One of my all-time favorite quotes is by Irving Becker: “If you don’t like someone, the way he holds his spoon will make you furious; if you do like him, he can turn his plate over into your lap and you won’t mind” (Reader’s Digest, 1975, p. 19).
What Becker’s words suggest to me is that we all make choices to be furious or forgiving. If we choose to be furious, we find plenty of reasons to justify our judgments. After all, we all have human partners just crammed with frailties—including funny ways of holding their spoons.
In contrast, if we choose to be forgiving, we find a wealth of reasons to be pleased with our partners and happy in our relationships. A plate of food in the lab is transformed into a golden memory by loving partners. As two marriage scholars have observed: “The focus in marriage education programs on problem-solving skills is woefully inadequate because we now know that the emotional climate of marriage matters. . . . If spouses have a reservoir of good will and they show their affection regularly, they are far more likely to be able to work through their differences, to warm to each other’s point of view, and to cope effectively with stress” (p. 955, Huston & Melz, 2004).
Communication and problem-solving are not enough. But how do we develop that “reservoir of good will” that carries us past the challenges? That’s the key question. Gottman (1994) gives the answer: “In a stable marriage…the partners tend to view each other through “rose-colored” glasses. They assume that each other’s positive, admirable characteristics are an intrinsic part of their personality rather than occasional flukes. The good things about their relationship are considered stable and far-reaching while the bad patches or areas of tension are considered to be fleeting and situational. Over time, [unhappy] couples pay ever more attention to their spouse’s actions that confirm their negative assumptions. Over time you [can] become conditioned to look for and react to negatives in your spouse and your marriage. This becomes a self-fulfilling prophesy: the more you expect and search for negatives, the more likely you are to find them, and to highlight their significance in your mind” (pp. 118-120).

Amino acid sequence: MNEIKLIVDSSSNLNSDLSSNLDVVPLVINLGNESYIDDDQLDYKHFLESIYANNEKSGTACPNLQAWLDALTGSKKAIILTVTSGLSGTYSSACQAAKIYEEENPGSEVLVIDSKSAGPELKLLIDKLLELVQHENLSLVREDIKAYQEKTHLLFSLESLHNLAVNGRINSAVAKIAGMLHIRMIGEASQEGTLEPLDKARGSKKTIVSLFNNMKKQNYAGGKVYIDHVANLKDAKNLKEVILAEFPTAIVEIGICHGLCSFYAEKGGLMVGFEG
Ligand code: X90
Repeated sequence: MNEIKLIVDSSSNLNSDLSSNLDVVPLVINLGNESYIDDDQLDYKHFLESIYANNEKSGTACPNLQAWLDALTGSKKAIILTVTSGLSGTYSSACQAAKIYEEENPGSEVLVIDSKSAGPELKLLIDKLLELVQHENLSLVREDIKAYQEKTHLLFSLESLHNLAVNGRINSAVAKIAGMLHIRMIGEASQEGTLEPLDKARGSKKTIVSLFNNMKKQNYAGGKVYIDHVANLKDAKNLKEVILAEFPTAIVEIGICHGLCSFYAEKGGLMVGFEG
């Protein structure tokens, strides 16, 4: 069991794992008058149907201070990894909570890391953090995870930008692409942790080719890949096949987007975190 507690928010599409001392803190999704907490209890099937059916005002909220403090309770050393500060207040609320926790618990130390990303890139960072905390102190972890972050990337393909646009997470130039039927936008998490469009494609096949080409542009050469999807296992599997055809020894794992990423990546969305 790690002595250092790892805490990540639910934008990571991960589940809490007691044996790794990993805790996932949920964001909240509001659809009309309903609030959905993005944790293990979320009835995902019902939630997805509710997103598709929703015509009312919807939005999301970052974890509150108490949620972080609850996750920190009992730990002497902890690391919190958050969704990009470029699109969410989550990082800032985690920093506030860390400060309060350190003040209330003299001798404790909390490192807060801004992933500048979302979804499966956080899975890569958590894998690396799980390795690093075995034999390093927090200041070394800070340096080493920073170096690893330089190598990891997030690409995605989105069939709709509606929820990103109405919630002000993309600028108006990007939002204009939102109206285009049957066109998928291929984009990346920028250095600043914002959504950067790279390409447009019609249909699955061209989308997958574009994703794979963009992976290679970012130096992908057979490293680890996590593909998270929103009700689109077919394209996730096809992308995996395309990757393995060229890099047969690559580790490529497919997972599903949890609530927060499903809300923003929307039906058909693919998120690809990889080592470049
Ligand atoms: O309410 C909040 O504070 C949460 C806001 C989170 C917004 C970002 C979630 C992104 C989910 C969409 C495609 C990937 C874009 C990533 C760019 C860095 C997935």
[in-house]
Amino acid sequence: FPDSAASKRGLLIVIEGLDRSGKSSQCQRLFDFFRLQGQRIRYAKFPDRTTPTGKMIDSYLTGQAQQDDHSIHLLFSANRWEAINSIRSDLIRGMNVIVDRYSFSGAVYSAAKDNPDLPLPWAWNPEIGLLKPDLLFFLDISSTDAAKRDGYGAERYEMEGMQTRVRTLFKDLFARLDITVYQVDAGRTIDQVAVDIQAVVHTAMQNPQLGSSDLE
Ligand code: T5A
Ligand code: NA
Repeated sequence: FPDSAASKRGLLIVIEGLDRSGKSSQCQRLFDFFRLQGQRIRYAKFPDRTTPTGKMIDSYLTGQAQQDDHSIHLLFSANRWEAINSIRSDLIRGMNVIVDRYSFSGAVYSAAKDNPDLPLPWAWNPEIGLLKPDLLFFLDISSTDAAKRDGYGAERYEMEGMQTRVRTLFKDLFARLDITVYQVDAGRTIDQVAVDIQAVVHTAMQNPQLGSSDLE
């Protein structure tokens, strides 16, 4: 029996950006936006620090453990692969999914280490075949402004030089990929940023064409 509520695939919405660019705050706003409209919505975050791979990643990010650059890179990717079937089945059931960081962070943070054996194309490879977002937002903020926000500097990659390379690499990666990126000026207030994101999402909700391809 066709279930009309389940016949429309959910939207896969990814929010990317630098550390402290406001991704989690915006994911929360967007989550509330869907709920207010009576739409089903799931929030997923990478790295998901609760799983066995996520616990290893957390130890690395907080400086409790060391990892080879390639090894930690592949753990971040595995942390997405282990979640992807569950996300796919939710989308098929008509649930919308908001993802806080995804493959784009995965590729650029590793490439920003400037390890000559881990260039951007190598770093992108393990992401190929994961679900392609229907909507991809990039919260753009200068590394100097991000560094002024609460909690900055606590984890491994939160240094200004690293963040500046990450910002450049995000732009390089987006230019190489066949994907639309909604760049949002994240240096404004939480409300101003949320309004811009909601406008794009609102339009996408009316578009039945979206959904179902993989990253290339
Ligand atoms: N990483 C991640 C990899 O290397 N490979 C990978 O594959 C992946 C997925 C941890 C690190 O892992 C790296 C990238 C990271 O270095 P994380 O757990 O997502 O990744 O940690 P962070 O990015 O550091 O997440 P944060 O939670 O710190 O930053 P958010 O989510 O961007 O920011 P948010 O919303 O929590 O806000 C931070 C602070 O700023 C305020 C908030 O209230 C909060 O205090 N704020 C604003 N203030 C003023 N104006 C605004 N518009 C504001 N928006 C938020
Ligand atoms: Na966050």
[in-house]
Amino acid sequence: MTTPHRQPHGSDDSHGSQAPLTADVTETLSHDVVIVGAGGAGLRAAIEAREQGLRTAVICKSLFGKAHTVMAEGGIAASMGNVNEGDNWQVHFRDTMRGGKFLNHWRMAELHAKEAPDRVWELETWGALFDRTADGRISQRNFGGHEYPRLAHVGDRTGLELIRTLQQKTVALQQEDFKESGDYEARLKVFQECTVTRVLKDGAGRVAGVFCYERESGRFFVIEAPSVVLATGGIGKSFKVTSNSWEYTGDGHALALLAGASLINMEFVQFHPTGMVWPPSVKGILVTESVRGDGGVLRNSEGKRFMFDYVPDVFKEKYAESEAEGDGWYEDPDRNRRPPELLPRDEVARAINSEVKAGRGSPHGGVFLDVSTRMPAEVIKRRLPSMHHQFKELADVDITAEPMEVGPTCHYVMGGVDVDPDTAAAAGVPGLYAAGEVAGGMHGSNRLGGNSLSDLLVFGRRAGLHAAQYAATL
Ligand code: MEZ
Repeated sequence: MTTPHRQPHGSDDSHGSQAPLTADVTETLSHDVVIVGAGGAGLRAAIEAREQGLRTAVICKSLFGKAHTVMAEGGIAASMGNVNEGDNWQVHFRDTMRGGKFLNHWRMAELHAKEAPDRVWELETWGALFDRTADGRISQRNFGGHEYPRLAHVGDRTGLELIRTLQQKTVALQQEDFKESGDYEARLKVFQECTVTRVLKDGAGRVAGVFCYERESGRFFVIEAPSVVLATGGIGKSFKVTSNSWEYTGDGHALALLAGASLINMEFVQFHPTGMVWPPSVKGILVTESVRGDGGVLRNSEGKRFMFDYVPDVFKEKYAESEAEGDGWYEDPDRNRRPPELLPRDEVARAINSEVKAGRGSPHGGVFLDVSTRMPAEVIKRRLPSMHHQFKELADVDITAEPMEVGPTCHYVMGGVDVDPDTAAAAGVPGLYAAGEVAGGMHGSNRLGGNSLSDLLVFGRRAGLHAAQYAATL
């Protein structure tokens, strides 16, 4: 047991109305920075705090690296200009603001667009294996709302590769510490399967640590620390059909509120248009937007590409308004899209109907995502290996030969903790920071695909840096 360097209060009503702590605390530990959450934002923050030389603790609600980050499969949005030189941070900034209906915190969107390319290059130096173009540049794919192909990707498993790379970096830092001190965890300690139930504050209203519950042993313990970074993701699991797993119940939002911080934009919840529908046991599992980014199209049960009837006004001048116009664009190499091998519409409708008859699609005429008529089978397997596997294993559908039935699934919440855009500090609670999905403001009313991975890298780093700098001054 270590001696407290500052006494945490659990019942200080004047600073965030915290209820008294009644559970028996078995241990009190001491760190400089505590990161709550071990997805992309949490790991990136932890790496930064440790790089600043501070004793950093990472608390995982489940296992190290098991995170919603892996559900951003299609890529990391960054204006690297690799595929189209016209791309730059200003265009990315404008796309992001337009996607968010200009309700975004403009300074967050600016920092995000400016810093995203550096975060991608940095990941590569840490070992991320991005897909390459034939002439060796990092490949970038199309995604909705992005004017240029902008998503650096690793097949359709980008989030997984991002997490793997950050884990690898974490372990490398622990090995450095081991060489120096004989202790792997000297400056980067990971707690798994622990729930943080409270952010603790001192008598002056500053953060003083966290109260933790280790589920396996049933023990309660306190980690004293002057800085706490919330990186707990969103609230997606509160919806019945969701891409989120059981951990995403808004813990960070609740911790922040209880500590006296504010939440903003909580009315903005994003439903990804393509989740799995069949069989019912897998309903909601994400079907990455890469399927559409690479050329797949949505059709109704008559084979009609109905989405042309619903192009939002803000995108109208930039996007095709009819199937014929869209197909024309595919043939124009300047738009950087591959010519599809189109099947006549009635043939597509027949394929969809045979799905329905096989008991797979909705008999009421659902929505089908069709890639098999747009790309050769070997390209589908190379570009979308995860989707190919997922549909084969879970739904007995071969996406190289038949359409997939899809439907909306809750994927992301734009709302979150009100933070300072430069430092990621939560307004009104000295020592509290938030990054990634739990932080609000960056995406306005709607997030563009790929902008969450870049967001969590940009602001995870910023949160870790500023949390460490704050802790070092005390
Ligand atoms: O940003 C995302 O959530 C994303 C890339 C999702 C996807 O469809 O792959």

In other words, we find what we look for. If we look for the limits, faults, and flaws, we get dissatisfaction. If we look for the qualities, strengths, and nobility, we get admiration. Psychologists uniformly recognize that this is a bias. We do not see our spouses objectively. We filter our perceptions through our chosen lenses—either loving or judging.
All this is boiled down by God to a simple recommendation: Have charity. See as He sees. Serve as He serves. Love as He loves.
Just a footnote: I have known a handful of married persons who were so extreme in their narcissism that a fully cooperative relationship with them was not possible. For the vast majority of us, however, this is not the problem. Our judging and scorekeeping prevent us from seeing what God sees: One of His cherished children. The mortal shell does not have to prevent us from seeing the divine when we wear the glasses of charity.
References:Gottman, J. (1994). Why marriages succeed or fail and how you can make yours last. New York: Simon and Schuster.
Huston, T. L., & Melz, H. (2004). The case for (promoting) marriage: The devil is in the details. Journal of Marriage and Family, 66, 943-958.
Reader’s Digest (1975). Pocket treasury of great quotations. Pleasantville, NY: Reader’s Digest.